Paris, France: UNESCO’s Intergovernmental Committee for the Safeguarding of the Intangible Cultural Heritage has inscribed 47 elements submitted by 60 countries on the Intangible Cultural Heritage lists.
UAE’s traditional embroidery skills, Al Talli, was also included in the list of elements inscribed by UNESCO.
The 17th session of the intergovernmental Committee for Safeguarding of this heritage, chaired by the Kingdom of Morocco, led to the inscription by States sitting on the Committee of 47 elements including: four on the List of Intangible Cultural Heritage in Need of Urgent Safeguarding, 39 on the Representative List of the Intangible Cultural Heritage of Humanity and four on the Register of Good Safeguarding Practices.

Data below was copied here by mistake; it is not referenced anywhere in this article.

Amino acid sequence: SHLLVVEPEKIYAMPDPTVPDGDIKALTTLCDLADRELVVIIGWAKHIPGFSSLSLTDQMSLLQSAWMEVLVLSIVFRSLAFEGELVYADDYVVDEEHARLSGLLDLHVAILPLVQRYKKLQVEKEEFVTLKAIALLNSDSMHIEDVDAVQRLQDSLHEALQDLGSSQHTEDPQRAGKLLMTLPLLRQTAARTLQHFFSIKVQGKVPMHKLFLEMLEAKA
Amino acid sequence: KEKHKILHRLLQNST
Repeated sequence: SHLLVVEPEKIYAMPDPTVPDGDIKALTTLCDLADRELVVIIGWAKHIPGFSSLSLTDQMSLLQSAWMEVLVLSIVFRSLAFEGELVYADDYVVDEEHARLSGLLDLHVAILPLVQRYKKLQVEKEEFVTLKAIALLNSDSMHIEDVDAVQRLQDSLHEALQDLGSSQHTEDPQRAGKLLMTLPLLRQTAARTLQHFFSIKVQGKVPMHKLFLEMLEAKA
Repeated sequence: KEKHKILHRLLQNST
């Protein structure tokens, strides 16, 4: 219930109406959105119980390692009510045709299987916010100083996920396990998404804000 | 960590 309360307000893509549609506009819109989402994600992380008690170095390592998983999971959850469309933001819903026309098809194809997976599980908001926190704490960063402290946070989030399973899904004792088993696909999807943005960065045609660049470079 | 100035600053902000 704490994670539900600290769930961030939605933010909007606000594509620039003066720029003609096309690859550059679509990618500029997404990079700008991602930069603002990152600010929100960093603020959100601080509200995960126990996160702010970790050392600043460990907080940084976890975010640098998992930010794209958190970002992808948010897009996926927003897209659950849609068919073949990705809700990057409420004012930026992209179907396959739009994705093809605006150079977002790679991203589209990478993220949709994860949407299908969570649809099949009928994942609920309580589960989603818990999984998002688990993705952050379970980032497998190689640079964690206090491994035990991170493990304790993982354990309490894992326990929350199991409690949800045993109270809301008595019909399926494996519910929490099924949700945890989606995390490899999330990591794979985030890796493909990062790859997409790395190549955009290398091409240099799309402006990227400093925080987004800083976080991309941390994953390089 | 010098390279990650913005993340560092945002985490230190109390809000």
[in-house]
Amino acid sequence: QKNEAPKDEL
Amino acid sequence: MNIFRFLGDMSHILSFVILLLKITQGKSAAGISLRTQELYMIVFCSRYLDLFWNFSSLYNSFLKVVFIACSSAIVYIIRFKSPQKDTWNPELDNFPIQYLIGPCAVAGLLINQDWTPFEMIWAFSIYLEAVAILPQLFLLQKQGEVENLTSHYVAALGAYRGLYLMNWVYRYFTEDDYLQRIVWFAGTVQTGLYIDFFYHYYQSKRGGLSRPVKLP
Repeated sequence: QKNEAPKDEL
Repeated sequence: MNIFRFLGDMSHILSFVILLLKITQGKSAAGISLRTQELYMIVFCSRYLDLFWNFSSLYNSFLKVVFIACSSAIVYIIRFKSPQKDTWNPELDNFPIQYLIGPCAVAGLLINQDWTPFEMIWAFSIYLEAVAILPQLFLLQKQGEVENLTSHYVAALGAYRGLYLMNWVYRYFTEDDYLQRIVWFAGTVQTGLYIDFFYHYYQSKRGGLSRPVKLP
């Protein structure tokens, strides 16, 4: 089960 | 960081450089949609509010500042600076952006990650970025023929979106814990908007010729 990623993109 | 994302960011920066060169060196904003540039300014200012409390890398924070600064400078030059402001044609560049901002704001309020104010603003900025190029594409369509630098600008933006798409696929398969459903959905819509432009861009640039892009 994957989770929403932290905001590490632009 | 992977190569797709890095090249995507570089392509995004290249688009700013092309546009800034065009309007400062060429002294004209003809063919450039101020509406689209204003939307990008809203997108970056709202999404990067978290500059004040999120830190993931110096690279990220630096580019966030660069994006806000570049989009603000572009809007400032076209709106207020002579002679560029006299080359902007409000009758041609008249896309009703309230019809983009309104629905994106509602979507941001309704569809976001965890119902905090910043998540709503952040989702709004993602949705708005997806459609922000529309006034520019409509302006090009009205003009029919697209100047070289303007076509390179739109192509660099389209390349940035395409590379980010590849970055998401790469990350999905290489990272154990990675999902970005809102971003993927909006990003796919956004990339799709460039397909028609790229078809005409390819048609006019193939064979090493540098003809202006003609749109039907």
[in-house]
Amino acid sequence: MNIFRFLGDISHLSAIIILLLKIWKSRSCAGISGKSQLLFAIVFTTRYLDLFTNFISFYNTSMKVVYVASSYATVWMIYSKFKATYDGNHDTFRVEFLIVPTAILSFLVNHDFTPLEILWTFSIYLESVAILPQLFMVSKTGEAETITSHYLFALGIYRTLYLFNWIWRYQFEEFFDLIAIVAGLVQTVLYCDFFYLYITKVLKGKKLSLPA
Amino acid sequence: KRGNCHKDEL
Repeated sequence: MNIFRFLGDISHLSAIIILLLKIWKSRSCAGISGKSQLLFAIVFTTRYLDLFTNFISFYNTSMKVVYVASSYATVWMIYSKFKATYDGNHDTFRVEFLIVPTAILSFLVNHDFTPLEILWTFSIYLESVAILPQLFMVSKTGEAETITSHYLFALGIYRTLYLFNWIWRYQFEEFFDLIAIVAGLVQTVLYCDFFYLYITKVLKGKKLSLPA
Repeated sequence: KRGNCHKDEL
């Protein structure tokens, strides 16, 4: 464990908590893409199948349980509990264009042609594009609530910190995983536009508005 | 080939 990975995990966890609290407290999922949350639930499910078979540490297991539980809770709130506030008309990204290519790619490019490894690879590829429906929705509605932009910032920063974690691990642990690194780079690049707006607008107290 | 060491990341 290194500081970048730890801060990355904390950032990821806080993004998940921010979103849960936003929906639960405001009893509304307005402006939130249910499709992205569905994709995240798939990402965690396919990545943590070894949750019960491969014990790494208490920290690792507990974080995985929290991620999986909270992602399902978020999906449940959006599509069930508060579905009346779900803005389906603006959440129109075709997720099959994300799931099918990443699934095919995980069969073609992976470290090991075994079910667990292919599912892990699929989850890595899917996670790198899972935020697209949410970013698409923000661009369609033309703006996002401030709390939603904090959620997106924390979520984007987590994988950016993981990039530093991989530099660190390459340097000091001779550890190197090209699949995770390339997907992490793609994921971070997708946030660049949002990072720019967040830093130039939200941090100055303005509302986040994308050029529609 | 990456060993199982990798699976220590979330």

Talli is a traditional handicraft practised in the United Arab Emirates. The demand for the handicraft is currently at its highest prior to religious festivals (Eid) and the marriage season.
Talli is a labor-intensive handicraft that is typically passed down from mothers to daughters. The gathering of women in houses and neighbourhoods to braid Talli has a social element, as it offers an opportunity for social interaction and for the exchange of Talli knowledge, folk tales, and proverbs.
Sheikha Latifa bint Mohammed bin Rashid Al Maktoum, Chairperson of the Dubai Culture and Arts Authority and member of the Dubai Council, appreciated the UAE’s successful efforts to include the ‘Al Thalli’ traditional craft in UNESCO’s Intangible Cultural Heritage list.
Date palm, knowledge, skills, traditions, and practises in the United Arab Emirates, Bahrain, Egypt, Iraq, Jordan, Kuwait, Mauritania, Morocco, Oman, Palestine, Qatar, Saudi Arabia, Sudan, Tunisia, Yemen, and Alheda’a were also inscribed by UNESCO.